The Intersection

Pathways to a High School Diploma in NC

September 20, 2018


As the myFutureNC Commission prepares to present a multi-year postsecondary attainment goal for North Carolina, it will be important to consider the standard high school course of study and ways in which it prepares students to pursue a college or career pathway upon graduating from high school. As we learned in our recent Intersection Webinar, there are more than 100 different paths to high school graduation across the country. This inspired our team to take a closer look at the pathways to obtaining a high school diploma in North Carolina, and how we measure up when it comes to college and career readiness and transparency.

Graduation requirements vary significantly across the country. Achieve reports that North Carolina is one of twenty-one states and the District of Columbia which offer a mandatory or default college and career ready course of study. All students who entered high school since 2009 have been required to complete the North Carolina Future-Ready Core course of study in order to graduate with a high school diploma. When compared to other states in the south, North Carolina is one of ten states offering either a mandatory or default CCR course of study[1]. Additionally, the Future-Ready Core Occupational course of study is available for students with disabilities, making North Carolina one of only four states in the nation to offer a specific diploma pathway for students with disabilities[2].

There are fifteen states in which students must opt-in to a course of study that meets CCR standards. The fourteen remaining states do not include ELA and mathematics requirements that meet college and career standards as part of their required course of study. In states with opt-in CCR requirements, there can be significant discrepancies between subgroups in the completion of rigorous CCR courses. For example, in Massachusetts, where students must opt-in to CCR courses, 86% of white students complete a CCR diploma, compared to 71% of Hispanic students, and 64% of black students.

Beginning with the graduating class of 2014-15, North Carolina students attending traditional public schools have the option of pursuing one or more endorsements for their high school diploma. Available endorsements include:

  • Career Endorsement
  • College Endorsement (Community College)
  • College/UNC Endorsement
  • North Carolina Academic Scholars Endorsement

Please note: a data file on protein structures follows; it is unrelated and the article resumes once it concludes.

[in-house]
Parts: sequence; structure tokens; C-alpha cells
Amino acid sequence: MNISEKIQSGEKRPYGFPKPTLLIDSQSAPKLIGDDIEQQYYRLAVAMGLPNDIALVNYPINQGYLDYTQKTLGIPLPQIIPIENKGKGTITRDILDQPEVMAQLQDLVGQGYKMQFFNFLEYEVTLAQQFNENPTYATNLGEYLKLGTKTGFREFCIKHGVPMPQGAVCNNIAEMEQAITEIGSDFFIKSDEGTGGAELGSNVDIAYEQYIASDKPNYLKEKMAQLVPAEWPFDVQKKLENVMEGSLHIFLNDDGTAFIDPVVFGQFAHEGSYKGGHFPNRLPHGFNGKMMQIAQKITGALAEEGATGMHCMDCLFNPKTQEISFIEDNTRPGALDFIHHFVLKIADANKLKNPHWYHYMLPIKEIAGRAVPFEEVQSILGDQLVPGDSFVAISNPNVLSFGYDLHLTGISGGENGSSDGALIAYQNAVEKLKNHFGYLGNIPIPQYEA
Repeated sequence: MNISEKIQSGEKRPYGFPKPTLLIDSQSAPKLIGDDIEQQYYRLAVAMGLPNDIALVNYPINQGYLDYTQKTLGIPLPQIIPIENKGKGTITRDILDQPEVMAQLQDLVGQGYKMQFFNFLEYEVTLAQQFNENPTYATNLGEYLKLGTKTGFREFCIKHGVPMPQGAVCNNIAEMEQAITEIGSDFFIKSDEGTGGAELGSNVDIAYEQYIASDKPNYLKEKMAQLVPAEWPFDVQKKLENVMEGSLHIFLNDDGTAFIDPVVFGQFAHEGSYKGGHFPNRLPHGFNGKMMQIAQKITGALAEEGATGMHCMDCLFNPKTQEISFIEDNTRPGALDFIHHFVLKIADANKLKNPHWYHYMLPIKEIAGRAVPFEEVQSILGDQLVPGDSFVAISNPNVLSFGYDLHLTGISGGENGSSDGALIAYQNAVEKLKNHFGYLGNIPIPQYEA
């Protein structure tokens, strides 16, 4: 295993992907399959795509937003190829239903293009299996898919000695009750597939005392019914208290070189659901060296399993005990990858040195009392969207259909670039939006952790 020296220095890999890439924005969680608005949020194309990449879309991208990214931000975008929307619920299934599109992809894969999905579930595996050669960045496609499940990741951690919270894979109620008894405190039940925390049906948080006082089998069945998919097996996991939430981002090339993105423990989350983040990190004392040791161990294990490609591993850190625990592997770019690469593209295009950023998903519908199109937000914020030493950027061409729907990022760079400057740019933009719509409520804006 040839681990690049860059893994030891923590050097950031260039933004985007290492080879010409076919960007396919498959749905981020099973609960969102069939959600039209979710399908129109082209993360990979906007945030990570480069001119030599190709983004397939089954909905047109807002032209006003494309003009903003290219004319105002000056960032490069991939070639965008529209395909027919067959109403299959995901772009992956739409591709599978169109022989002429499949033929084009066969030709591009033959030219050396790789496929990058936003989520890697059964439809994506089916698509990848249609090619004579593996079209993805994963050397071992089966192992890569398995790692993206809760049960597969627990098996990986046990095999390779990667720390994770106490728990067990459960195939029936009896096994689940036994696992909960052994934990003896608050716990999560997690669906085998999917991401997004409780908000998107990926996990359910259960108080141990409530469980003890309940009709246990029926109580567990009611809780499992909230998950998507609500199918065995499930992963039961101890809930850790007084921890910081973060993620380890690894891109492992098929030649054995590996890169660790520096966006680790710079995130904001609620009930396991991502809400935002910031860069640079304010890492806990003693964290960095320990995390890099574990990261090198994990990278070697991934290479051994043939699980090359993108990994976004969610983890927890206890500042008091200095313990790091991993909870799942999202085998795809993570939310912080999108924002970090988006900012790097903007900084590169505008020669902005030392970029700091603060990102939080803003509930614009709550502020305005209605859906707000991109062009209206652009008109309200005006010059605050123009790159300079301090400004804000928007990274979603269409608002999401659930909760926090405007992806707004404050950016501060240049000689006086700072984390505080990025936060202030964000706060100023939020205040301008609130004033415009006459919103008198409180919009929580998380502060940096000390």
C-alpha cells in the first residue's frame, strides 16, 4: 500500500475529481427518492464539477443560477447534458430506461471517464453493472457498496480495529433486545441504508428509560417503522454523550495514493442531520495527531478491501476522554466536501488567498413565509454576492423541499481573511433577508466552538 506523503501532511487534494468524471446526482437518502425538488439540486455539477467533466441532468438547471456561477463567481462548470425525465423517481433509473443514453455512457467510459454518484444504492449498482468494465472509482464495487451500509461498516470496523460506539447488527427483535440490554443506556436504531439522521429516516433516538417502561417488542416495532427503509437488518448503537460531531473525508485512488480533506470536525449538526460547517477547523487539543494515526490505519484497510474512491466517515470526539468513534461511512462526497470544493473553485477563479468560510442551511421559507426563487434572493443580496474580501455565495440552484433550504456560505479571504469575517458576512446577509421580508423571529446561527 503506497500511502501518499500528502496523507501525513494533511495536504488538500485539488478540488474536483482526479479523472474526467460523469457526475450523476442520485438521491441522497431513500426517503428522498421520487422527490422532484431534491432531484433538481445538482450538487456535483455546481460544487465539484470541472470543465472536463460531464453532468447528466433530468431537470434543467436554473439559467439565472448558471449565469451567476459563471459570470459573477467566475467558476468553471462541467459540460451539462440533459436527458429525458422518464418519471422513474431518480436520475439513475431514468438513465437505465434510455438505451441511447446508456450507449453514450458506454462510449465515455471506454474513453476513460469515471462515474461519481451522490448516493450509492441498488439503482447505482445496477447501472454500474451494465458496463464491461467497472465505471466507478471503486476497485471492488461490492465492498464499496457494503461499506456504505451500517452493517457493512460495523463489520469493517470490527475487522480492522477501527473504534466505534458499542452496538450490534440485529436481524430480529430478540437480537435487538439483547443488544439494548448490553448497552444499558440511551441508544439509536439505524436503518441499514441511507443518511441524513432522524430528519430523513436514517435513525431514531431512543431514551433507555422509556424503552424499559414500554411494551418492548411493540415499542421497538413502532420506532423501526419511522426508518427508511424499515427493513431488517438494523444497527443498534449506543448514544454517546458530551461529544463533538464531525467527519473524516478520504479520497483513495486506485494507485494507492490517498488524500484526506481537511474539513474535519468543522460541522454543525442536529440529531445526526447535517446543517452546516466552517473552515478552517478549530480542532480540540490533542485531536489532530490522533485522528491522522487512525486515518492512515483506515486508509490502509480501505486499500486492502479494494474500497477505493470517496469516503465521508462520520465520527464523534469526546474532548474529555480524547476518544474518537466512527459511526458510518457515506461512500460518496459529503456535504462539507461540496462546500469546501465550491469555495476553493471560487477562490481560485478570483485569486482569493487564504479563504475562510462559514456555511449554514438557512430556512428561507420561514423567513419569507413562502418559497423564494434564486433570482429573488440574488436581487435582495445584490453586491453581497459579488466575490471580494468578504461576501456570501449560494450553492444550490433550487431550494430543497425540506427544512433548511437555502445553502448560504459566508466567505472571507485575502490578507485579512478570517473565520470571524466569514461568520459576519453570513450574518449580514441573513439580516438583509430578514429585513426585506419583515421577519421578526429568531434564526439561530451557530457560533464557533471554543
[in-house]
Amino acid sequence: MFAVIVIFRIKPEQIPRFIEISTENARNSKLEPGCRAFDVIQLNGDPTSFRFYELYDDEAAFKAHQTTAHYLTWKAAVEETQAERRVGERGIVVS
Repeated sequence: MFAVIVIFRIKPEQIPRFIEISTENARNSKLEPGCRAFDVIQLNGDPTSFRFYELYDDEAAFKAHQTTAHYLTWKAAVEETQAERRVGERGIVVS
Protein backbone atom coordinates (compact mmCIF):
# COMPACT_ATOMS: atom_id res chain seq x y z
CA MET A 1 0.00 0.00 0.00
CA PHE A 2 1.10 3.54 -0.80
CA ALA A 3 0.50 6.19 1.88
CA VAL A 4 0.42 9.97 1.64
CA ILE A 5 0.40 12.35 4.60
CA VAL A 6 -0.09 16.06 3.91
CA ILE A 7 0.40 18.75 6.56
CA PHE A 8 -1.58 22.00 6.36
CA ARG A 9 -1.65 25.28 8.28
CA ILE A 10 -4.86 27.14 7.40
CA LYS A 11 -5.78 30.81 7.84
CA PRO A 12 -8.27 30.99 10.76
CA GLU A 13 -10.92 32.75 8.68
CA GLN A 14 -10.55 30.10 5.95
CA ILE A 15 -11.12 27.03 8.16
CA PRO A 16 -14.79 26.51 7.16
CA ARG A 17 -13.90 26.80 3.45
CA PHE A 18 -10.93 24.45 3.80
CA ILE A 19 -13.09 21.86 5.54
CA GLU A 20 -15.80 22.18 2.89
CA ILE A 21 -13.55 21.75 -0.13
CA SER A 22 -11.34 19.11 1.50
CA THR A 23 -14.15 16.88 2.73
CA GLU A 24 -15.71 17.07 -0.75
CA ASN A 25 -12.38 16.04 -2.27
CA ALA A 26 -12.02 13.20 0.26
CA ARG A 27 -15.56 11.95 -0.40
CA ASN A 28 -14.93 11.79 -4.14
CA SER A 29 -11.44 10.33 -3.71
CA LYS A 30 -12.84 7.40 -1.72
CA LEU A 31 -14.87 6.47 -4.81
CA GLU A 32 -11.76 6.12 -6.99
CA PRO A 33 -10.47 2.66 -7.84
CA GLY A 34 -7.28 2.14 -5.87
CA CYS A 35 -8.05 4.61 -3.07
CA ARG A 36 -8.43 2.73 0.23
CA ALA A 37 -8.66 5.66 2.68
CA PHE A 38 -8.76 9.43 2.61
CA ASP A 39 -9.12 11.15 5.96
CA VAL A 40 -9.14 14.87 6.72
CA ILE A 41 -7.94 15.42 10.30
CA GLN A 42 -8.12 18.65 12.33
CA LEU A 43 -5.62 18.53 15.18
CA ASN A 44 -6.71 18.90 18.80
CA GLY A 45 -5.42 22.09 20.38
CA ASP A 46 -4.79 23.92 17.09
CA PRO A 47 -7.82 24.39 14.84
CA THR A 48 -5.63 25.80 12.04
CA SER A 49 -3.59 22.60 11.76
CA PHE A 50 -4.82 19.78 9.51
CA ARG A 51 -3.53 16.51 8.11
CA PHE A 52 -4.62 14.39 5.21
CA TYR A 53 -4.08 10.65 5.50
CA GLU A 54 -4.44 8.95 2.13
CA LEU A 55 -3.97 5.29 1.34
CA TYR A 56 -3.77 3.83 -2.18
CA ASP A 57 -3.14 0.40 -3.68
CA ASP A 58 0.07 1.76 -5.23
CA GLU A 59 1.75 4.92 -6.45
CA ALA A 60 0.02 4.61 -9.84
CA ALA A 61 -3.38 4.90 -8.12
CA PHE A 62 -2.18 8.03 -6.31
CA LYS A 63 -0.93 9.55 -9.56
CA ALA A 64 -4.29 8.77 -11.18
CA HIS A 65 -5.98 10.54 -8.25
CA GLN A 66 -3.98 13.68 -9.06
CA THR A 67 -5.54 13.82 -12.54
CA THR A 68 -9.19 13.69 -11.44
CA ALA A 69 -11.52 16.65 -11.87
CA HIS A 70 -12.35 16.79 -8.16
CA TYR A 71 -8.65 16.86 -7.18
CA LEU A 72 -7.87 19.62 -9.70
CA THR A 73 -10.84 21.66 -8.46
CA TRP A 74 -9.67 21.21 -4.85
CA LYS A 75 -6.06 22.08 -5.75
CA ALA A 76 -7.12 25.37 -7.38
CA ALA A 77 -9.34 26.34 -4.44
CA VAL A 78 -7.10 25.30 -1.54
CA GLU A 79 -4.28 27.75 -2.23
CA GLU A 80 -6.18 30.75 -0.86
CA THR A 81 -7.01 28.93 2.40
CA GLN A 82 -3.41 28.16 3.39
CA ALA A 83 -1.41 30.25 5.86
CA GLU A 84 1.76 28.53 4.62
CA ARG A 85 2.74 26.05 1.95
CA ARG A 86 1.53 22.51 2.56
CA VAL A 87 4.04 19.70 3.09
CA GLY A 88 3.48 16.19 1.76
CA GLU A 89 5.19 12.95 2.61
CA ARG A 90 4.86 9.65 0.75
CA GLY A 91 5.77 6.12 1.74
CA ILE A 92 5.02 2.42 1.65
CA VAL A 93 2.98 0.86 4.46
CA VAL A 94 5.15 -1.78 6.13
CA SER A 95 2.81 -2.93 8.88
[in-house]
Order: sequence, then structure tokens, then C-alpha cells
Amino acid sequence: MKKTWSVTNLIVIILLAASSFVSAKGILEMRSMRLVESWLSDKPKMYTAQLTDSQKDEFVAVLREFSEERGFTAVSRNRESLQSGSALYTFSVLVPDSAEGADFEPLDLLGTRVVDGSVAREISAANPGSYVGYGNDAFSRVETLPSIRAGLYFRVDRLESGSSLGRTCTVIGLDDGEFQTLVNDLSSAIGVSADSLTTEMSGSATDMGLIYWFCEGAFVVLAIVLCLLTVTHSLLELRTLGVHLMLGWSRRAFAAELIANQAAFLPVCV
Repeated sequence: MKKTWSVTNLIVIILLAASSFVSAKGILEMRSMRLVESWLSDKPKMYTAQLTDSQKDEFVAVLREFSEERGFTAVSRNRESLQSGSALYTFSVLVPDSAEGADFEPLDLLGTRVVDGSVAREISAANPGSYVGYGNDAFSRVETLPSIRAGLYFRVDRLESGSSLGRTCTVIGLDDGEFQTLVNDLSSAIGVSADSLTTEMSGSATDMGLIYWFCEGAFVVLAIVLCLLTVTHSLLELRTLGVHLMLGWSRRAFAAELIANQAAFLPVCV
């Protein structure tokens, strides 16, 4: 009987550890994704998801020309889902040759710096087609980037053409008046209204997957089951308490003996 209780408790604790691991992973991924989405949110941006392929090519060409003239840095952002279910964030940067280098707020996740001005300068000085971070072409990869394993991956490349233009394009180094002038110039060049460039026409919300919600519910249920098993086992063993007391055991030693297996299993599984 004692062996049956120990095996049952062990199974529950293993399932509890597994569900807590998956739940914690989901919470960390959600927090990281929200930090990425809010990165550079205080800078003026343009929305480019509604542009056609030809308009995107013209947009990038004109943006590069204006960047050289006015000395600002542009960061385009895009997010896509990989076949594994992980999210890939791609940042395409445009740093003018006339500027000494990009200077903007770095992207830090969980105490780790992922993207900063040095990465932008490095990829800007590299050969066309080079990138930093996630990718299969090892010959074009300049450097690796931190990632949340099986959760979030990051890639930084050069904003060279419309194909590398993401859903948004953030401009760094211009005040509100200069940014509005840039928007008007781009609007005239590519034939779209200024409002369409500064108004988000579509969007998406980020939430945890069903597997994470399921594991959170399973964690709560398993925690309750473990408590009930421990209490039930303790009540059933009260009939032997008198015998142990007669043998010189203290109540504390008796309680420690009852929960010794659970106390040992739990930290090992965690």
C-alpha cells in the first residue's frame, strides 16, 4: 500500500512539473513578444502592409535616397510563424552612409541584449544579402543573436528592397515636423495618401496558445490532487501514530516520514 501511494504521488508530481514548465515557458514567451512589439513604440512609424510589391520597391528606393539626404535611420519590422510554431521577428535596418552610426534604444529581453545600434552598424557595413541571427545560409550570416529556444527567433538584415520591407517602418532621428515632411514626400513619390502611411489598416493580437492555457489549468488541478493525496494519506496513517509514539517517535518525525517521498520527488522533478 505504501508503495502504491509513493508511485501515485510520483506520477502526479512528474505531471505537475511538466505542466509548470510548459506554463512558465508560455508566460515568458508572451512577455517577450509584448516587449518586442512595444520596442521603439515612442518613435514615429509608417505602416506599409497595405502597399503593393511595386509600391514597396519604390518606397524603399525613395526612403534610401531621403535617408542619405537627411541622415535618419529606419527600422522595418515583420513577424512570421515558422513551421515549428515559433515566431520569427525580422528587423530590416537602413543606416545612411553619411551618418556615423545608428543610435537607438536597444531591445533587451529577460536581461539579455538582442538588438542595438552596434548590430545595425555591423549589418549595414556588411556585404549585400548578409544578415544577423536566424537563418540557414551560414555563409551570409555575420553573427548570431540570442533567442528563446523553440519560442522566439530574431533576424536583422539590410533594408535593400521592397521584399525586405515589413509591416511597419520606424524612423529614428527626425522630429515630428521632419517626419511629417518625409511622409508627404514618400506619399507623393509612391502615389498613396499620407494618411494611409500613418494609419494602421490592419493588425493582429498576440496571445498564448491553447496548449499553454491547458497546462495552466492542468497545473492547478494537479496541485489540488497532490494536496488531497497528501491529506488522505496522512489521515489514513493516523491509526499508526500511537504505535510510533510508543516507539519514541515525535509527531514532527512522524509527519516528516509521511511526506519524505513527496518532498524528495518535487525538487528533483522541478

• Global Languages Endorsement

Endorsements are earned through both specific coursework and maintenance of a minimum grade point average; students completing the Career Endorsement must also earn an industry-recognized credential. The 2018-2019 school year will mark four years since students began earning endorsements, making it possible to begin measuring post-secondary outcomes for students who earned endorsements. At this time, subgroup data regarding endorsement completion is not reported.

In addition to publishing data about graduation requirements, Achieve measured the transparency of each state’s public reporting on college and career readiness. Based on eight indicators, Achieve found that North Carolina ranks below the national average when it comes to transparency of public reporting on the college and career readiness of our graduates. When compared to neighboring states, North Carolina ranked higher than only one other state in the south. In addition to failing to report on postsecondary measures, including postsecondary enrollment, postsecondary remediation, and postsecondary persistence, North Carolina does not publicly share data regarding the number of students on track to graduate. The upcoming completion of the North Carolina SchoolWorks System, our state longitudinal data system, will enable school leaders and policymakers to track student performance from Pre-K to the workforce and offers an opportunity to improve transparency regarding college and career readiness.

As we look ahead to a multi-year postsecondary attainment goal, it is reassuring to know that North Carolina high school students are required to complete a course of study which prepares them to graduate college and career ready. 

[1] Southern states include the 16 member-states of the Southern Regional Education Board.


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Allison Goff
Associate Policy Analyst, The Hunt Institute



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